This recipe is for naturally coloured Snowskin Mooncakes, which differ from traditional baked mooncakes. They feature a thin-skinned mooncake filled with lotus paste.
Disclosure: This post is sponsored by Suncore Foods. All images and opinions expressed are solely mine. Thank you for supporting brands that help make Sift & Simmer possible!
Chinese New Year is here! Gung Hei Fat Choy!
There are a few things that come to mind when I think of Chinese New Year.
Lots of homemade food, family gatherings, festive performances, and an abundance of vibrant colour, especially red.
Chinese New Year foods
From dumplings, and noodles, tang yuan (glutinous rice balls), to whole fish, there's a plethora of lucky, symbolic foods to eat during this festive 15-day season.
Chinese New Year celebrations actually begin on New Year's Eve and end on the Lantern Festival which takes place on the first full moon of the New Year.
Mooncakes are most commonly eaten during Mid-Autumn Festival.
Mid-Autumn Festival celebrates the autumn harvest, which is on the 8th month, 15th day of the lunar calendar.
Since Chinese New Year is based on the lunar calendar, mooncakes, (which are traditionally shaped to look like the moon) are also eaten during New Year's.
What is a mooncake?
The traditional mooncake is Chinese baked sweet confection, with a shortcrust pastry on the outside and some type of filling on the inside.
Generally, mooncakes are enjoyed with friends and family who are gathered together celebrating the festival.
Fillings can range from the traditional lotus seed paste, red bean paste, salted egg, mixed nuts, to various flavours of ice cream.
A contemporary version of mooncake is Snowskin Mooncake (also known as Ice-Skin or Snowy Mooncakes).
It is not baked and has a thin, smooth, glutinous rice skin on the outside with a filling on the inside.
All-natural coloured skins
I've taken the Snowskin Mooncake and injected some all-natural colour in the form of Suncore's Superjuice Powders to the skins, which will be sure to bring joy to whoever eats it.
The snowskin mooncakes take a little time and patience to make.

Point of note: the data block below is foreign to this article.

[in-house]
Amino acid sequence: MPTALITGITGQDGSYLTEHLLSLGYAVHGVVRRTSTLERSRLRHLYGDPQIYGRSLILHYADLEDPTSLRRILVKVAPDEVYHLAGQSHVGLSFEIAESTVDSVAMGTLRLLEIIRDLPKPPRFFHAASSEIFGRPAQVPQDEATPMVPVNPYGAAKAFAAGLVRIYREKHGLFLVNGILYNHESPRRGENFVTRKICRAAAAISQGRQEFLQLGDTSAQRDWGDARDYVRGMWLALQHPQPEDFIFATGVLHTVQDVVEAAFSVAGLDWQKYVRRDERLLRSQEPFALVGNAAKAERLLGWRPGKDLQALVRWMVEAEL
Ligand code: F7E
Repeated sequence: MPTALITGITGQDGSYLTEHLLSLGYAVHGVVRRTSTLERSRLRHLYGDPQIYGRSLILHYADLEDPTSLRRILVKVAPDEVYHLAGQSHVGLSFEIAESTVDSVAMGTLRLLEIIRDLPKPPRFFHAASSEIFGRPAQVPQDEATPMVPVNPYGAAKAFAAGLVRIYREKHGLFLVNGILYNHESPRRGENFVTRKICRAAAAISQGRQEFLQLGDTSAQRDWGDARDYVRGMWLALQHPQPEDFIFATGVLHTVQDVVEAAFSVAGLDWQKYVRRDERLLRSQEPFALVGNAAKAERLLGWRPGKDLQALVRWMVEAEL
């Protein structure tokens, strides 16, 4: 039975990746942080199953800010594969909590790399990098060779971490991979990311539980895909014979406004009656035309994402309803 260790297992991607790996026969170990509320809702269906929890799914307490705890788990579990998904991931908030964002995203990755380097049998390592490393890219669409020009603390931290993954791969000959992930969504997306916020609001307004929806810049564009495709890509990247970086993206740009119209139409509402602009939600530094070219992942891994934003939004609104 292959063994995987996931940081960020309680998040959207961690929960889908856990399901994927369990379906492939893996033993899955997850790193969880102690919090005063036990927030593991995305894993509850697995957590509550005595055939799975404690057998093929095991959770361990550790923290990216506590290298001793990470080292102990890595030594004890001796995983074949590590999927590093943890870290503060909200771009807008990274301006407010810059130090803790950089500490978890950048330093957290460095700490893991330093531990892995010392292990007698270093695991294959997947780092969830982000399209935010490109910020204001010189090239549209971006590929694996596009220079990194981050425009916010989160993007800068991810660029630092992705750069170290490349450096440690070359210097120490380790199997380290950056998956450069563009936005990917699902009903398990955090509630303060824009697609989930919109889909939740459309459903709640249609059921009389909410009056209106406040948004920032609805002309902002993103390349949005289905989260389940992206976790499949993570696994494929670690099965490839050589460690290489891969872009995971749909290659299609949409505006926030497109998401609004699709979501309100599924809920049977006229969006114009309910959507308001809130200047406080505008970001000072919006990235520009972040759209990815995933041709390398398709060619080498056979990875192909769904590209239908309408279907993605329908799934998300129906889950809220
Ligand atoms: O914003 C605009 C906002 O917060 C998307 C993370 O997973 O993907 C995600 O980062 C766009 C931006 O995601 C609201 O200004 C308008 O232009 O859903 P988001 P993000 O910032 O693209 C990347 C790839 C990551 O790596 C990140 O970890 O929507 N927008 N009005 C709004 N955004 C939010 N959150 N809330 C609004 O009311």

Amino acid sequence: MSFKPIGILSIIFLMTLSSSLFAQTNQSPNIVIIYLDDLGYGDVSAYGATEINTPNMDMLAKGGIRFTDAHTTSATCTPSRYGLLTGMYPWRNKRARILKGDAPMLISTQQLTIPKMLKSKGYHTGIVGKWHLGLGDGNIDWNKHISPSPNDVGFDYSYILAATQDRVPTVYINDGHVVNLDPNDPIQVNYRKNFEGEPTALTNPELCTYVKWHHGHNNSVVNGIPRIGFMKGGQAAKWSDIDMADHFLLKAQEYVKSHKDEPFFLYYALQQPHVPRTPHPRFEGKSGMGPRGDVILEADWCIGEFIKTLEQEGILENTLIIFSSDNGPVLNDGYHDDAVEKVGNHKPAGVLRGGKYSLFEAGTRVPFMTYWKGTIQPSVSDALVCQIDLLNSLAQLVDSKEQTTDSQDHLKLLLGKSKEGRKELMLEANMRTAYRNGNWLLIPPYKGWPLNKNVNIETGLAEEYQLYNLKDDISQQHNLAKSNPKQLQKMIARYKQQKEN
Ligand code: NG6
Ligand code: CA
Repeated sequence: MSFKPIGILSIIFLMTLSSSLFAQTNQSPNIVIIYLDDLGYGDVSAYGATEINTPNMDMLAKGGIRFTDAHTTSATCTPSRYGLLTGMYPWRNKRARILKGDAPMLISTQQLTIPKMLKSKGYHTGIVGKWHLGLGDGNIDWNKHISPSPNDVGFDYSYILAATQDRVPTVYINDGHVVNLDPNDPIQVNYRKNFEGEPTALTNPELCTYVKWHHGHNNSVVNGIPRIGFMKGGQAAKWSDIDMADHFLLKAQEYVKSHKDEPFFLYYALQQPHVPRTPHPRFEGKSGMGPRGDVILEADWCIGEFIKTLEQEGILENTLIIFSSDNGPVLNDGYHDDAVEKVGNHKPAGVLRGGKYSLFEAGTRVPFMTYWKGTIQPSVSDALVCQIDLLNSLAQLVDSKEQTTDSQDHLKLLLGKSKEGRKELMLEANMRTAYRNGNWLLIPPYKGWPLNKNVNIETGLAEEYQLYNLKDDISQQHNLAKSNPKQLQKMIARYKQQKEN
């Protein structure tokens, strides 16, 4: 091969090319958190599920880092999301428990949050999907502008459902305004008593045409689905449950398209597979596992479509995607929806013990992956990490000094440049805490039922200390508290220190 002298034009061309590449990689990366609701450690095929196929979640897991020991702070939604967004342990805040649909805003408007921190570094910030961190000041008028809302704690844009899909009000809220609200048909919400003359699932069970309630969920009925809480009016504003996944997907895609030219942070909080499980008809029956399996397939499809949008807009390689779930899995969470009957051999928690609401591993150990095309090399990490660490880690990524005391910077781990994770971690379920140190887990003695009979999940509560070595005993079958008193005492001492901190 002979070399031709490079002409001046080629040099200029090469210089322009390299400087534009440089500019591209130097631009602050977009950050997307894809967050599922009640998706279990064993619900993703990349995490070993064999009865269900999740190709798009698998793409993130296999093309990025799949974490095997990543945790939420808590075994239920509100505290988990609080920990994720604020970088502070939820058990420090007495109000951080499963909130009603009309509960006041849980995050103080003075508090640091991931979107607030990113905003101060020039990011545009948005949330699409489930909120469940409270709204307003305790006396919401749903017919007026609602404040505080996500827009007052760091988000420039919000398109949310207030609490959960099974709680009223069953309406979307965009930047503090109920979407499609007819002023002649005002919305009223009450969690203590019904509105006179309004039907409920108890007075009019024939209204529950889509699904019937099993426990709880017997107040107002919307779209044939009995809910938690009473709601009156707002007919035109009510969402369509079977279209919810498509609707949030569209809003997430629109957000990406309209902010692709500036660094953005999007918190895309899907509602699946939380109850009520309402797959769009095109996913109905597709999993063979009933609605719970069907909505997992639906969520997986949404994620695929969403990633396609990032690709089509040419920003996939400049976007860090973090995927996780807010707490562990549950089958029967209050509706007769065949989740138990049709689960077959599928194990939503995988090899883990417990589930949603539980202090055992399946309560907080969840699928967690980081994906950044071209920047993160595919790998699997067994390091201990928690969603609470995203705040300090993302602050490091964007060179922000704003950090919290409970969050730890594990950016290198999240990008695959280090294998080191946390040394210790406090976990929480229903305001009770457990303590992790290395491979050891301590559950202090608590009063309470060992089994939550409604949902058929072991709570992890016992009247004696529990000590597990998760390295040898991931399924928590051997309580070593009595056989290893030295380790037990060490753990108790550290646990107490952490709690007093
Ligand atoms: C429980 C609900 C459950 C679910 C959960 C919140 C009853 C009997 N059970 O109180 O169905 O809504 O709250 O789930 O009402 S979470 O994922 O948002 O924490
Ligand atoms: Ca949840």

However, you can opt for fillings that are pre-made: such as red bean paste and lotus seed paste which are readily found in Asian supermarkets.
Another ingredient that is key in making snowskin mooncakes is koh fun, which is cooked glutinous rice flour.
This is different than regular glutinous rice flour. Koh fun can be difficult to find in Asian supermarkets.
I've provided an alternative if you can't get your hands on packaged koh fun.
These beautiful mini snowskin mooncakes are filled with sweet lotus seed paste, which is a popular traditional filling.
Other recipes you may like
Be sure to try these other recipes:
Let me know if you try these -- I'd love to see your fantastic creations! Tag me on Instagram @siftandsimmer or leave me a comment below.
If you’d like to try out these amazing all-natural coloured powders for yourself, use my code SIFTANDSIMMER15 for 15% off your purchase at Suncore Foods.* (*Note that the code is case sensitive. It is only valid on www.suncorefoods.com and cannot be used on any bundles, cannot be combined wi
For accuracy and precision in baking recipes, use weight (metric) measurements when available.
- 65 g koh fun* cooked glutinous rice flour; if you can't find it, make it below
- 40 g icing sugar
- 50 ml coconut milk warmed in the microwave
- 7 g coconut oil room temperature
- 1 teaspoon Suncore Butterfly Pea Superjuice Powder
- ½ teaspoon red yeast rice
- 1 teaspoon Suncore Pink Pitaya Superjuice Powder
- 1 teaspoon Suncore Emerald Pandan Superjuice Powder
*Homemade koh fun:
- 53 g glutinous rice flour
- 53 g rice flour
- 23 g wheat starch
- 240 g lotus seed paste or red bean paste
Make the koh fun (if needed):
- Preheat oven to 200°F/93°C. Combine the flours together and place onto a baking sheet lined with parchment paper. Toast for 10-12 minutes. Remove from oven and let cool. Proceed with the recipe.
- Divide the lotus paste filling into 8 equal round balls, approximately 28g each.
Make the dough:
- Combine the koh fun, icing sugar, warmed coconut milk, and coconut oil together. Knead together to form a smooth dough.
- Divide the dough into 4 equal portions. (2 portions are blue, 2 portions are red, 2 portions are green, and 2 are white/uncoloured).
- To one portion, add in ½ teaspoon Suncore Blue Butterfly Pea Powder and knead the coloured powder into the dough until smooth and incorporated.
- Divide the dough in half so you have 2 blue portions. Form into balls.
- To the second portion, add in ½ teaspoon red yeast rice powder and 1 teaspoon Suncore Pink Pitaya Superjuice Powder. Again, knead the coloured powder into the dough.
- Divide the dough in half so you have 2 red portions. Form into balls.
- To the third, add in 1 teaspoon Suncore Emerald Pandan Superjuice Powder. Likewise, knead the coloured powder into the dough.
- Divide the dough in half so you have 2 green portions. Again, form into balls.
*Note, I left 2 pieces uncoloured, but you can choose to use another colour or increase the amount of a similar colour.
- Taking a coloured dough, place into a large piece of plastic wrap. Flatten the dough with a rolling pin to a disc about 2" in diameter.
- Place the filling in the center and enclose the filling with the dough and gently use your hands to form into a round ball.
- Lightly dust a 50 gram mooncake mold with some koh fun.
- Place the ball into a mooncake mold (I used a plastic one with a spring-loaded plunger).
- Invert the mold, press firmly on the plunger to imprint the chosen shape and release the mooncake gently onto a plate.
- Repeat with the remaining.
The nutritional information provided should be considered as approximate and is not guaranteed. Please use your best judgment to ensure food is safely prepared and/or a good fit for your diet.